‘The People’ took the cue. The masses always come to think what they must think when they must think it. Americans were no different. Flattered by the best military money could buy, they came to believe that they were an exceptional race. Madeleine Albright, then Secretary of State, must have reached some apotheosis of conceit when she proclaimed that ‘if we use force, it is because we are America. We stand tall…we see further into the future’.
We have argued that there are patterns to markets (the Primary Trend)…and patterns to history. A normal man is held in check by his friends, his wife, and his children. When he makes a fool of himself, they are quick to let him know. So too is a humble nation held in check by its neighbours, its resources and its own people. It may be good or bad. But sometimes — with the wind at its back — the lust for greatness takes over. A nation seeks not just to get along, but to dominate…and control — it becomes an empire.
But the Kennedys stood in the way.
First, Robert Kennedy took on the mobsters. Appointed Attorney General by his brother, RFK had a ‘Manichean approach’ to law enforcement. There were good guys and bad guys. He wanted to put the bad ones in jail.
At the time, the mafia was gaining power…and corrupting the US justice system (suborning witnesses, bribing judges…). He aimed to put them out of business. In Senate hearings, he brought in Anthony ‘Tony Ducks’ Corallo, Joe ‘Little Caesar’ DiVarco, Carlos ‘The Little Man’ Marcello…and dozens of other colourful mobsters. In his first three years as Attorney General, RFK filed 673 indictments against organised crime figures.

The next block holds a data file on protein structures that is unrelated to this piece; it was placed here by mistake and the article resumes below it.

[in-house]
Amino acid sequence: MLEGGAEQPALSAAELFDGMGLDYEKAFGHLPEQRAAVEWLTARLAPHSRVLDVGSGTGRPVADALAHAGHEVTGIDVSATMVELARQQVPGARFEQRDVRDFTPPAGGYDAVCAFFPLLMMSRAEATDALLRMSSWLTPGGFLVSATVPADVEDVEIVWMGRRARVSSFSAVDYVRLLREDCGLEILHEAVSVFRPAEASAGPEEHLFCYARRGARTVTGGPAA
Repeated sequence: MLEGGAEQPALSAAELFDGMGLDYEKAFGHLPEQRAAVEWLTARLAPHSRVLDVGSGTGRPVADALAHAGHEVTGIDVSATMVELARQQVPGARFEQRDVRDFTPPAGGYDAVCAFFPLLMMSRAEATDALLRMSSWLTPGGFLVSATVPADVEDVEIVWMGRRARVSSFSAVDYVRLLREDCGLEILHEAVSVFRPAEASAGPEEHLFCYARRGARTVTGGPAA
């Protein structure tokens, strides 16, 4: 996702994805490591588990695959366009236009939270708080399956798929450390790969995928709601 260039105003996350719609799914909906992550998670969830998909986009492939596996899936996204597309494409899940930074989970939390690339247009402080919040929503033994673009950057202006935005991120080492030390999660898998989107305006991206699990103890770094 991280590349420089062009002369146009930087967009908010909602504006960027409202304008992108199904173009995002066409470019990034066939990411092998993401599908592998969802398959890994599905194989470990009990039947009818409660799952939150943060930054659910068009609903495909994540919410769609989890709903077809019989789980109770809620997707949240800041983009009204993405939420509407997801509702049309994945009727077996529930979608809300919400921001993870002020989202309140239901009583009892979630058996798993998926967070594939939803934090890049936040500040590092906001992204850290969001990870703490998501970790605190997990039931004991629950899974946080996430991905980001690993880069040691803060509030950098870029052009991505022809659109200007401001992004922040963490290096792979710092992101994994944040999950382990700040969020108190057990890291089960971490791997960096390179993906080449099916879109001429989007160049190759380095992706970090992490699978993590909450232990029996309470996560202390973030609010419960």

The mafiosos didn’t forget. And didn’t forgive. What’s more, they felt betrayed. They believed that the Kennedys would protect them, not prosecute them. There are several competing stories to explain it. One tells us that Joe Kennedy had made a deal with the mob — if they helped deliver the votes in Chicago…he would tell his sons to lay off them. Another story is that the Kennedy boys were connected to the mob on their own. Their sister, Pat, was married to Peter Lawford, one the famous ‘Rat Pack’, along with Frank Sinatra and Dean Martin. Sinatra installed a heliport at his residence in Palm Springs so the president could come to visit. Jack Kennedy may even have shared a mistress — Judith Campbell Exner — with Sinatra’s mafia pal, Sam Giancana.
Whatever the origins of the story, the mob felt betrayed when Bobby Kennedy went after them with a vigour they had never seen before. ‘Livarsi na petra di la scarpa’, said Carlos Marcello in 1962. The old Sicilian curse has an English variant, said to have been invoked by Henry II: ‘Will no one rid me of that turbulent priest?’
In another documented exchange, mobster Santo Trafficante assured Cuban exile leader Jose Aleman that he needn’t worry about President Kennedy: ‘No, Jose, he is going to be hit.’
An empire unchallenged
Another group that didn’t like the Kennedys was the aforementioned War Industry. Their business, too, was being severely hampered by the Kennedys’ desire to give peace a chance…and their general distrust of both the military and the spies.
By this time, the CIA and the mobsters were working together. Their target was supposed to be Fidel Castro. The mafia had its connections in Cuba. The CIA’s mission was to assassinate Fidel, which failed.
The assassination of JFK, however…like the murder of Thomas Becket, Archbishop of Canterbury in 1170…was a shocking success.
Who did it? Did the CIA aim for Castro and hit Kennedy? Did the mafia settle its score with the Kennedy family? Or was it a ‘lone gunman’, as the Warren Commission concluded? We don’t know. But since then, no president has ever seriously challenged the empire’s agenda.
More to come…
For The Daily Reckoning Australia